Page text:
I really love attending Droidcon London every year, and this year was awesome! Each year is an opportunity to learn new things and experience new and interesting ideas from other Android programmers. So here’s some of the things I wrote down, maybe they’ll be useful for you too!
Britt walked us through why and how she built an App for her Nana where she could take a picture of something, such as a tub of ice cream and it would say what was in the picture. This is pretty easy now to do with some of the Machine Learning libraries from Firebase!
Things that I learned:
There is a device setting to scale view size as well as text size (scales dp AND sp)
Use sp, not dp for button heights and widths that contain an icon
Colour contrast is important. Use 3:1 for large text, 4.5:1 for smaller text. You can use www.contrast-ratio.com to find out.
Design labels and buttons for text to grow and wrap, think how would your label look if it took up 2 lines instead of 1.
The average fingertip is 50dp, so make sure buttons are at least 48dp! You can use min_height and min_width if you have programmatic text on a button.
Using Talk Back if data on the page updates. You can use Accessibility Live Region with either assertive (it stops reading anything else to notify that somethings changed), or polite (let’s the reader finish what it was doing before announcing a change).
There’s an API to check if accessibility is enabled on the device, maybe consider showing an adapted UI for these people!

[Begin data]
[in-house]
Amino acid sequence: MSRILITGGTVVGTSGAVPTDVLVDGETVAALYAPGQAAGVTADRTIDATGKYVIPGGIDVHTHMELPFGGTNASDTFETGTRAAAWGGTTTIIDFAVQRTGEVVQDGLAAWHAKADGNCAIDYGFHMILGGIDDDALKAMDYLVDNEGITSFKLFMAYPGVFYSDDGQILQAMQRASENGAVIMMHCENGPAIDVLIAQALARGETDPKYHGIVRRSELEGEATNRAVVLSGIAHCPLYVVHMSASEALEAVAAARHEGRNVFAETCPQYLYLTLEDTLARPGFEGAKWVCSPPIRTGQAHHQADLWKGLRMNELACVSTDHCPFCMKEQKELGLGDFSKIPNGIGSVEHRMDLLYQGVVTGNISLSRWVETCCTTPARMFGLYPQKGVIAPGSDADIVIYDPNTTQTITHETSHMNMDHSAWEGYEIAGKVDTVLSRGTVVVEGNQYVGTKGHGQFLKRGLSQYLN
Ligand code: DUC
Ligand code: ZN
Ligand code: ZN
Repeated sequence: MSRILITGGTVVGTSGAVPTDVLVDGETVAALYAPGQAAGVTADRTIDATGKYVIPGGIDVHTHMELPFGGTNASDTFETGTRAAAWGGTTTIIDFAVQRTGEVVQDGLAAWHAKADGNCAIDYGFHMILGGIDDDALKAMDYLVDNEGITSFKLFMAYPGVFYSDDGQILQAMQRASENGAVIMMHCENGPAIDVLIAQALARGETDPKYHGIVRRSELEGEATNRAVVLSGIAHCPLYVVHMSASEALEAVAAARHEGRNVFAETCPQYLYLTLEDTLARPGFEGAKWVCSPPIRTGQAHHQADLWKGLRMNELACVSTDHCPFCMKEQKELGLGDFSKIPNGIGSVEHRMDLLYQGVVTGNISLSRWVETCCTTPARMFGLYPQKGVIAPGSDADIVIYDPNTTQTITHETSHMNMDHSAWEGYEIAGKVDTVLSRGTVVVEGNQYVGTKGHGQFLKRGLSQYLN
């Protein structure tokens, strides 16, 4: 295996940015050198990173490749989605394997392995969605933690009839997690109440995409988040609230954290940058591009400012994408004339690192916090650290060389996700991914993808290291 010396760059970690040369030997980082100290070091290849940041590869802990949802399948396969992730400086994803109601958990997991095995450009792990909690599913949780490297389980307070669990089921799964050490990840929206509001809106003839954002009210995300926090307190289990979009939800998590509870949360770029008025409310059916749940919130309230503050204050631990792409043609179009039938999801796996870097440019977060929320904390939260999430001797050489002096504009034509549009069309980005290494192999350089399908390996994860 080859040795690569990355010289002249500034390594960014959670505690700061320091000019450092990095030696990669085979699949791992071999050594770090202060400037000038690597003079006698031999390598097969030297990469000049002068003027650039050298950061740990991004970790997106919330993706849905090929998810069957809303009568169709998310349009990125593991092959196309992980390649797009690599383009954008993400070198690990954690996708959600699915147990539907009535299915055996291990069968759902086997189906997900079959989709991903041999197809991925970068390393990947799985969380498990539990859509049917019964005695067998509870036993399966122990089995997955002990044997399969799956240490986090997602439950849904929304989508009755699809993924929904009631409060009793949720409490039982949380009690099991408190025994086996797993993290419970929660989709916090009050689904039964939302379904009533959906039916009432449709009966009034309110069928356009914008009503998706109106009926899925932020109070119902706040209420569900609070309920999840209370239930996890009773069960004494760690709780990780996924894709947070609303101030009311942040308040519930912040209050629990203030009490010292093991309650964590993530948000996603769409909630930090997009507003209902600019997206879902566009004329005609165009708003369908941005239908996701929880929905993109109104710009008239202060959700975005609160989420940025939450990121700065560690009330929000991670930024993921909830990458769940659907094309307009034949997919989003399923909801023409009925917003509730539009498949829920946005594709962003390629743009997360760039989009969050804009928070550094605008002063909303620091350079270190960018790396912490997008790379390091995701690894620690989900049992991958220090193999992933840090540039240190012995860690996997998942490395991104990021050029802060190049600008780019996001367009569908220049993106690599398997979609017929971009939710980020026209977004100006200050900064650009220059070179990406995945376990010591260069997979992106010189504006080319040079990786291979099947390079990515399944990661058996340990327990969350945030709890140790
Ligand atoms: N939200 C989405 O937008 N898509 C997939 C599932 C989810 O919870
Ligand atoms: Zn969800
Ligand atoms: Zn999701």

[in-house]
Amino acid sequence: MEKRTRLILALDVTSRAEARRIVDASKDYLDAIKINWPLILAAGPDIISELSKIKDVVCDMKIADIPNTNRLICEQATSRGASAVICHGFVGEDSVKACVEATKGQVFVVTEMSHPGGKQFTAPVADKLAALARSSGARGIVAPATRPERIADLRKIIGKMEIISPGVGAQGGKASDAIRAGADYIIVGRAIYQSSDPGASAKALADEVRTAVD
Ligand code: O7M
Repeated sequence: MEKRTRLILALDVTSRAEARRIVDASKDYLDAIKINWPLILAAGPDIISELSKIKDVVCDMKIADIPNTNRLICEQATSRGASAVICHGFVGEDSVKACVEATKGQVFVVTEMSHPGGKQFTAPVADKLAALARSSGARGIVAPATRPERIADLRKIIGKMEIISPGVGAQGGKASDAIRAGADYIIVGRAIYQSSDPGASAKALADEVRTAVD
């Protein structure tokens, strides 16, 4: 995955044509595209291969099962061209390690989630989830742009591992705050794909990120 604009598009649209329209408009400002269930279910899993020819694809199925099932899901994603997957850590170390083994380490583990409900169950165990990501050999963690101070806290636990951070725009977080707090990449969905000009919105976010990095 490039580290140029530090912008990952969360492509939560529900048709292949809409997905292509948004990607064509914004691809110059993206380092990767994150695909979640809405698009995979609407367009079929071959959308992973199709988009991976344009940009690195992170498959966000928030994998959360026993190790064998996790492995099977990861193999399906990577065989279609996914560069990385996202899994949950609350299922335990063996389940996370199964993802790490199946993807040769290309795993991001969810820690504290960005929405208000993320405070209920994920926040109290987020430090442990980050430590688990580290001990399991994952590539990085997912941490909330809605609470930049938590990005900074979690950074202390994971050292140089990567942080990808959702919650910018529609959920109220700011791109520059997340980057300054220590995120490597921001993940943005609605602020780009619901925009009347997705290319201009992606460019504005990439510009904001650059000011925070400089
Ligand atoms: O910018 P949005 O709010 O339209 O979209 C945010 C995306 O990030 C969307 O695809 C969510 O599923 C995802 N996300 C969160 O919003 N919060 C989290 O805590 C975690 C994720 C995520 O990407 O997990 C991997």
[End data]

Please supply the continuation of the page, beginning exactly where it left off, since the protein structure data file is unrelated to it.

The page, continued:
Florina talked to us about how they re-architected their app Plaid. If you’re thinking of re-architecting an app anytime soon (or starting a new app) I’d definitely recommend a watch!
Things I learned
Code reviews are an opportunity to share knowledge with the team.
Create technology champions who are experts and owners in their area of expertise. Set up knowledge sharing sessions so everyone has some knowledge of everything!
Use short lived branches for version control and make sure things regularly get merged into master. This means no merge issues or lengthy rebasing!
Try continuous delivery to understand better if what you’re building is actually correct.
Decisions based on product needs — you don’t have to use all the new shiny technologies think about what you really need
Christina gave us an introduction to coroutines with a presentation of five things we needed to know before we got started, and then she refactored an rxjava app to use coroutines live on stage. And it ran her first attempt!
Things I learned:
Coroutines are a state machine object.
Coroutines are builders and entry points into suspendible code.
Coroutines dispatch to threads.
If you want to cancel things use jobs (in rxjava land disposables)
Coroutines are synchronous by default. If you want concurrency it’s explicit and you have to opt in.
Stacy walked us through an example animation but using 4 different ways to achieve the animation; XML, animate(), Animation Library, Object Animator, and a bonus property versus holder. If you want to see the code in action check out www.bit.ly/AndroidAnimCode. There were questions and prizes given!